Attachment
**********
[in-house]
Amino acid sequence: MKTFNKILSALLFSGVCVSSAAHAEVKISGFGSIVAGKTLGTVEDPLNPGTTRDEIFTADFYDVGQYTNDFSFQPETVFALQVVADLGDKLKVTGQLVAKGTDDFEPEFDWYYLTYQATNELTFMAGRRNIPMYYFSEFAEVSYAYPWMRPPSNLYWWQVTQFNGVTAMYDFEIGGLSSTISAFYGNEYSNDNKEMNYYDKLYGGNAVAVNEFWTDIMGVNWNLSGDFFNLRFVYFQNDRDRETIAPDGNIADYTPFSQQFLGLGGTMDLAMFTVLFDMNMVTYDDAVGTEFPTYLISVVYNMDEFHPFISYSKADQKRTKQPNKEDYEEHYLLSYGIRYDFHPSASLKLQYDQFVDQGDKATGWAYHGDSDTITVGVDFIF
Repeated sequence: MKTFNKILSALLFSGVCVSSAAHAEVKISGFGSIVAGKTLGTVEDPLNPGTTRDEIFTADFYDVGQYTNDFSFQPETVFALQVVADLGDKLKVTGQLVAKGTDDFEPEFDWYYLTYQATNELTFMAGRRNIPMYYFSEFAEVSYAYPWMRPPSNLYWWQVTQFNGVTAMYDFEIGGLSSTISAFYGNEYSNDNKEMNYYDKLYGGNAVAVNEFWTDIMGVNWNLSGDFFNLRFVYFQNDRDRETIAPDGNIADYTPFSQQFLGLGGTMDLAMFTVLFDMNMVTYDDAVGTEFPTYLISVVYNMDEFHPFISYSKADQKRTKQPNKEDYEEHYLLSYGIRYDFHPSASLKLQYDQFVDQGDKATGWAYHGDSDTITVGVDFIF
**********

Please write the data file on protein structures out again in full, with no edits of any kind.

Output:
[in-house]
Amino acid sequence: MKTFNKILSALLFSGVCVSSAAHAEVKISGFGSIVAGKTLGTVEDPLNPGTTRDEIFTADFYDVGQYTNDFSFQPETVFALQVVADLGDKLKVTGQLVAKGTDDFEPEFDWYYLTYQATNELTFMAGRRNIPMYYFSEFAEVSYAYPWMRPPSNLYWWQVTQFNGVTAMYDFEIGGLSSTISAFYGNEYSNDNKEMNYYDKLYGGNAVAVNEFWTDIMGVNWNLSGDFFNLRFVYFQNDRDRETIAPDGNIADYTPFSQQFLGLGGTMDLAMFTVLFDMNMVTYDDAVGTEFPTYLISVVYNMDEFHPFISYSKADQKRTKQPNKEDYEEHYLLSYGIRYDFHPSASLKLQYDQFVDQGDKATGWAYHGDSDTITVGVDFIF
Repeated sequence: MKTFNKILSALLFSGVCVSSAAHAEVKISGFGSIVAGKTLGTVEDPLNPGTTRDEIFTADFYDVGQYTNDFSFQPETVFALQVVADLGDKLKVTGQLVAKGTDDFEPEFDWYYLTYQATNELTFMAGRRNIPMYYFSEFAEVSYAYPWMRPPSNLYWWQVTQFNGVTAMYDFEIGGLSSTISAFYGNEYSNDNKEMNYYDKLYGGNAVAVNEFWTDIMGVNWNLSGDFFNLRFVYFQNDRDRETIAPDGNIADYTPFSQQFLGLGGTMDLAMFTVLFDMNMVTYDDAVGTEFPTYLISVVYNMDEFHPFISYSKADQKRTKQPNKEDYEEHYLLSYGIRYDFHPSASLKLQYDQFVDQGDKATGWAYHGDSDTITVGVDFIF